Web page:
According to the International Chamber of Commerce's Commercial Crime Service's (CCS) section, 275 of the 439 attacks reported to the International Maritime Bureau (IMB) in 2011 took place off Somalia on the east coast of Africa and in the Gulf of Guinea on the west coast of Africa.
Security forces seem to have had a positive impact along the coastline. A top official with the European Naval Force Somalia (EU NAVFOR) this week said that more pirate attacks off the Horn of Africa have been thwarted as a result of stronger security measures.
“There are currently eight ships pirated, with 213 personnel held hostage [off the Horn of Africa] – these numbers are historically low,” said Captain Philip Haslam, chief of staff for EU NAVFOR.
However, Haslam said there are still areas for development. The legal system needs to be improved so that more seafarers give witness testimonies, which would likely result in an increase in prosecution rates.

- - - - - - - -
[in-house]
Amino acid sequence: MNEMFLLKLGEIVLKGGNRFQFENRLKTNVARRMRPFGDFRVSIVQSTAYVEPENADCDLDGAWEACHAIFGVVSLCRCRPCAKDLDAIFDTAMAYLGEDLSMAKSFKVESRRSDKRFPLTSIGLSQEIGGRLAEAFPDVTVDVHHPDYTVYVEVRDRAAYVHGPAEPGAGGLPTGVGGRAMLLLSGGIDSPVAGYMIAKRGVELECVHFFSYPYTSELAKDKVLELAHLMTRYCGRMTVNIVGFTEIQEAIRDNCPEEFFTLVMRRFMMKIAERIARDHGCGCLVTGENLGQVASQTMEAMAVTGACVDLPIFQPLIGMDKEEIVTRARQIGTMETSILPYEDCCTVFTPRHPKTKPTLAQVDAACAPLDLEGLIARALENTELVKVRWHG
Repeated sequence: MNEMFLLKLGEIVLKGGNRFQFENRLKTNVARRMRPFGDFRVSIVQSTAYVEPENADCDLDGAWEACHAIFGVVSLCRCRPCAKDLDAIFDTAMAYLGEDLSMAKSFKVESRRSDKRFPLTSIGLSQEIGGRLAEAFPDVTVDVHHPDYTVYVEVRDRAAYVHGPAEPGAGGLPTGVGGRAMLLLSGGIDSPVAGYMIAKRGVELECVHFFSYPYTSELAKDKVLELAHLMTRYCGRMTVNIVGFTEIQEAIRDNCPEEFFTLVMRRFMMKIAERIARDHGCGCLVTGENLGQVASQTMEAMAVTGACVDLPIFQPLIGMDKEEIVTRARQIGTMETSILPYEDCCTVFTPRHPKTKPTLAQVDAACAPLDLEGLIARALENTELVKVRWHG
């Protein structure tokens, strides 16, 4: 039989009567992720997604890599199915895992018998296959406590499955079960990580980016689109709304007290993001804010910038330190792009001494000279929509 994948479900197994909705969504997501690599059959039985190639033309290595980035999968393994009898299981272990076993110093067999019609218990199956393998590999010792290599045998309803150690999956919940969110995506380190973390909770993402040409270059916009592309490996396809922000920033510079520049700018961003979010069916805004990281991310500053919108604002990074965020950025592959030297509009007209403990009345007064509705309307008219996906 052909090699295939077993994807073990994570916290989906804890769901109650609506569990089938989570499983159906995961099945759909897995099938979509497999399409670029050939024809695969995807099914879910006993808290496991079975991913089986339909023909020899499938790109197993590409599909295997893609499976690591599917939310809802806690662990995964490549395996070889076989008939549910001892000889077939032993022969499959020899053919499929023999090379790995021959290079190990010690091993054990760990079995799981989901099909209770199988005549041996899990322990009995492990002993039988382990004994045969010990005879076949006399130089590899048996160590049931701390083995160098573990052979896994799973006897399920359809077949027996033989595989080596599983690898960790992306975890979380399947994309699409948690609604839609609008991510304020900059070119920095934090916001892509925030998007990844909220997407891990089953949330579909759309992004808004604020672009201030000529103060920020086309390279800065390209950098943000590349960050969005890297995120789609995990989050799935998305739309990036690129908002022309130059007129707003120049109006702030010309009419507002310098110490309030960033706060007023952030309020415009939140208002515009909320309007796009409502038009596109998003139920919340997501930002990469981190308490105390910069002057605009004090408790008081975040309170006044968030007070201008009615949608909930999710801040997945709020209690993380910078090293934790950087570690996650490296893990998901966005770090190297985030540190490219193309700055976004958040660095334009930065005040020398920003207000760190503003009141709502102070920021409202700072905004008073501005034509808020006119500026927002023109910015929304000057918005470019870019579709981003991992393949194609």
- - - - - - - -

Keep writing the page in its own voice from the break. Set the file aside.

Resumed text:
"What we would like is for piracy to completely disappear from our coasts because this is simply crippling us, killing our business," said an eastern African buyer.
($1 = €0.76)
Follow Janos Gal on Twitter for tweets on the caustic soda (Africa) market
For the latest chemical news, data and analysis that directly impacts your business sign up for a free trial to ICIS news - the breaking online news service for the global chemical industry.
Get the facts and analysis behind the headlines from our market leading weekly magazine: sign up to a free trial to ICIS Chemical Business.
|ICIS news FREE TRIAL|
|Get access to breaking chemical news as it happens.|
|ICIS Global Petrochemical Index (IPEX)|
|ICIS Global Petrochemical Index (IPEX). Download the free tabular data and a chart of the historical index|